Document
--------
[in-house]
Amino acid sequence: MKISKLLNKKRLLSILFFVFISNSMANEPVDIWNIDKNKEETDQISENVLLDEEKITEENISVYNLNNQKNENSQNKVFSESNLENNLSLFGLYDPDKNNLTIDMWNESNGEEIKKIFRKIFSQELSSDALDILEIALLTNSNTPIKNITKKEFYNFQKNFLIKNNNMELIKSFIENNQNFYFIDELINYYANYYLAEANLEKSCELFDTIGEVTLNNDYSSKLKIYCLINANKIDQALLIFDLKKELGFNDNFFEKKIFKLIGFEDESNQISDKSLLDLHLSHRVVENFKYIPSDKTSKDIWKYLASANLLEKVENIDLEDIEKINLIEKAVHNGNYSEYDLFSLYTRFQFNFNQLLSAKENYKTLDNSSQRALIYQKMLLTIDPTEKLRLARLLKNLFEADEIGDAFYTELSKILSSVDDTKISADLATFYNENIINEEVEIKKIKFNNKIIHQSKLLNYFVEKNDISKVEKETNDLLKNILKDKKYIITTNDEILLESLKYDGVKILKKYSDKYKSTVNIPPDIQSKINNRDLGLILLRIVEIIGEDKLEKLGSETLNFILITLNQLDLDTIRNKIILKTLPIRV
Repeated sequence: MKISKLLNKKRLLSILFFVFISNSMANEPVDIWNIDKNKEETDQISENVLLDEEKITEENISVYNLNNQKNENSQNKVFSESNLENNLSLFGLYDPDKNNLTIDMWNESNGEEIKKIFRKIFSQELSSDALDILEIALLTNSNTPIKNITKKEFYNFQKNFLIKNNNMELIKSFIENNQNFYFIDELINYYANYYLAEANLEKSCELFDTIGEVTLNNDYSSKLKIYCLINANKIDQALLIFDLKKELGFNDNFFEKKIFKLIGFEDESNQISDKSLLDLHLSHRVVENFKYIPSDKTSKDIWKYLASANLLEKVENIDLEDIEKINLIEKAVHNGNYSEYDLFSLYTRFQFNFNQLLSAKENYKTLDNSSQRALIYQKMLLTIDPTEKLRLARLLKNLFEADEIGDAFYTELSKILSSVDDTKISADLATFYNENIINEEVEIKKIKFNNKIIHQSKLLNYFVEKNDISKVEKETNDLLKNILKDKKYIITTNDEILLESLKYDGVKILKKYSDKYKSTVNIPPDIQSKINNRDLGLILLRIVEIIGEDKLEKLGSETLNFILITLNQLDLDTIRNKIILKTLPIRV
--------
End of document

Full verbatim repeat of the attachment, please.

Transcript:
[in-house]
Amino acid sequence: MKISKLLNKKRLLSILFFVFISNSMANEPVDIWNIDKNKEETDQISENVLLDEEKITEENISVYNLNNQKNENSQNKVFSESNLENNLSLFGLYDPDKNNLTIDMWNESNGEEIKKIFRKIFSQELSSDALDILEIALLTNSNTPIKNITKKEFYNFQKNFLIKNNNMELIKSFIENNQNFYFIDELINYYANYYLAEANLEKSCELFDTIGEVTLNNDYSSKLKIYCLINANKIDQALLIFDLKKELGFNDNFFEKKIFKLIGFEDESNQISDKSLLDLHLSHRVVENFKYIPSDKTSKDIWKYLASANLLEKVENIDLEDIEKINLIEKAVHNGNYSEYDLFSLYTRFQFNFNQLLSAKENYKTLDNSSQRALIYQKMLLTIDPTEKLRLARLLKNLFEADEIGDAFYTELSKILSSVDDTKISADLATFYNENIINEEVEIKKIKFNNKIIHQSKLLNYFVEKNDISKVEKETNDLLKNILKDKKYIITTNDEILLESLKYDGVKILKKYSDKYKSTVNIPPDIQSKINNRDLGLILLRIVEIIGEDKLEKLGSETLNFILITLNQLDLDTIRNKIILKTLPIRV
Repeated sequence: MKISKLLNKKRLLSILFFVFISNSMANEPVDIWNIDKNKEETDQISENVLLDEEKITEENISVYNLNNQKNENSQNKVFSESNLENNLSLFGLYDPDKNNLTIDMWNESNGEEIKKIFRKIFSQELSSDALDILEIALLTNSNTPIKNITKKEFYNFQKNFLIKNNNMELIKSFIENNQNFYFIDELINYYANYYLAEANLEKSCELFDTIGEVTLNNDYSSKLKIYCLINANKIDQALLIFDLKKELGFNDNFFEKKIFKLIGFEDESNQISDKSLLDLHLSHRVVENFKYIPSDKTSKDIWKYLASANLLEKVENIDLEDIEKINLIEKAVHNGNYSEYDLFSLYTRFQFNFNQLLSAKENYKTLDNSSQRALIYQKMLLTIDPTEKLRLARLLKNLFEADEIGDAFYTELSKILSSVDDTKISADLATFYNENIINEEVEIKKIKFNNKIIHQSKLLNYFVEKNDISKVEKETNDLLKNILKDKKYIITTNDEILLESLKYDGVKILKKYSDKYKSTVNIPPDIQSKINNRDLGLILLRIVEIIGEDKLEKLGSETLNFILITLNQLDLDTIRNKIILKTLPIRV